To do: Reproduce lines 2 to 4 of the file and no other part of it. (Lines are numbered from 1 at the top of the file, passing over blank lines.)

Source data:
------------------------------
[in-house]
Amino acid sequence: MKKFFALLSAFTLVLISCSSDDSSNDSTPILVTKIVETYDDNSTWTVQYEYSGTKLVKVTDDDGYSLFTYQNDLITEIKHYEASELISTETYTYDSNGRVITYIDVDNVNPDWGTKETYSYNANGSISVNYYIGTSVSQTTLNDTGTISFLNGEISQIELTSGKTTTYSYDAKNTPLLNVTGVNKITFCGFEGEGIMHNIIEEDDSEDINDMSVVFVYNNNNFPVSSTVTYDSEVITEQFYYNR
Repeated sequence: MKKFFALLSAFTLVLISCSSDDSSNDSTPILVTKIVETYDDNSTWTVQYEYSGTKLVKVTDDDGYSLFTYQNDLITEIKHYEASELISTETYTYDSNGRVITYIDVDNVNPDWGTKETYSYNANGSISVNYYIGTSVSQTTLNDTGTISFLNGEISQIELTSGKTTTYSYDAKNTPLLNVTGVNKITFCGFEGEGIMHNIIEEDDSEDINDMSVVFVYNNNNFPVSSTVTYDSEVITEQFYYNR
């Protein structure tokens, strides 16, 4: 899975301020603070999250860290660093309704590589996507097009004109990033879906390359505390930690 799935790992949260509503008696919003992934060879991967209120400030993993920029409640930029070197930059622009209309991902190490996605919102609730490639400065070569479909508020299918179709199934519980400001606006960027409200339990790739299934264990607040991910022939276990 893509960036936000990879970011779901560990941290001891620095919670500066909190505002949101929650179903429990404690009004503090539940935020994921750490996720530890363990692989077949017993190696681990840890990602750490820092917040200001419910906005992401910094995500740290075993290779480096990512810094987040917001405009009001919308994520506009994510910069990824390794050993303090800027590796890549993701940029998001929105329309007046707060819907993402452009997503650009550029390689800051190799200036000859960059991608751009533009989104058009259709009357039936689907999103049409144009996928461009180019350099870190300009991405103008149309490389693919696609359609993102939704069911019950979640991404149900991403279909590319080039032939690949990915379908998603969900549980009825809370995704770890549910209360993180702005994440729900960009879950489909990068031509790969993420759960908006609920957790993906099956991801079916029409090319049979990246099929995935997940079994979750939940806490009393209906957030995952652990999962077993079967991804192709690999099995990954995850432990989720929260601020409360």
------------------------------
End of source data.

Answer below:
Amino acid sequence: MKKFFALLSAFTLVLISCSSDDSSNDSTPILVTKIVETYDDNSTWTVQYEYSGTKLVKVTDDDGYSLFTYQNDLITEIKHYEASELISTETYTYDSNGRVITYIDVDNVNPDWGTKETYSYNANGSISVNYYIGTSVSQTTLNDTGTISFLNGEISQIELTSGKTTTYSYDAKNTPLLNVTGVNKITFCGFEGEGIMHNIIEEDDSEDINDMSVVFVYNNNNFPVSSTVTYDSEVITEQFYYNR
Repeated sequence: MKKFFALLSAFTLVLISCSSDDSSNDSTPILVTKIVETYDDNSTWTVQYEYSGTKLVKVTDDDGYSLFTYQNDLITEIKHYEASELISTETYTYDSNGRVITYIDVDNVNPDWGTKETYSYNANGSISVNYYIGTSVSQTTLNDTGTISFLNGEISQIELTSGKTTTYSYDAKNTPLLNVTGVNKITFCGFEGEGIMHNIIEEDDSEDINDMSVVFVYNNNNFPVSSTVTYDSEVITEQFYYNR
């Protein structure tokens, strides 16, 4: 899975301020603070999250860290660093309704590589996507097009004109990033879906390359505390930690 799935790992949260509503008696919003992934060879991967209120400030993993920029409640930029070197930059622009209309991902190490996605919102609730490639400065070569479909508020299918179709199934519980400001606006960027409200339990790739299934264990607040991910022939276990 893509960036936000990879970011779901560990941290001891620095919670500066909190505002949101929650179903429990404690009004503090539940935020994921750490996720530890363990692989077949017993190696681990840890990602750490820092917040200001419910906005992401910094995500740290075993290779480096990512810094987040917001405009009001919308994520506009994510910069990824390794050993303090800027590796890549993701940029998001929105329309007046707060819907993402452009997503650009550029390689800051190799200036000859960059991608751009533009989104058009259709009357039936689907999103049409144009996928461009180019350099870190300009991405103008149309490389693919696609359609993102939704069911019950979640991404149900991403279909590319080039032939690949990915379908998603969900549980009825809370995704770890549910209360993180702005994440729900960009879950489909990068031509790969993420759960908006609920957790993906099956991801079916029409090319049979990246099929995935997940079994979750939940806490009393209906957030995952652990999962077993079967991804192709690999099995990954995850432990989720929260601020409360």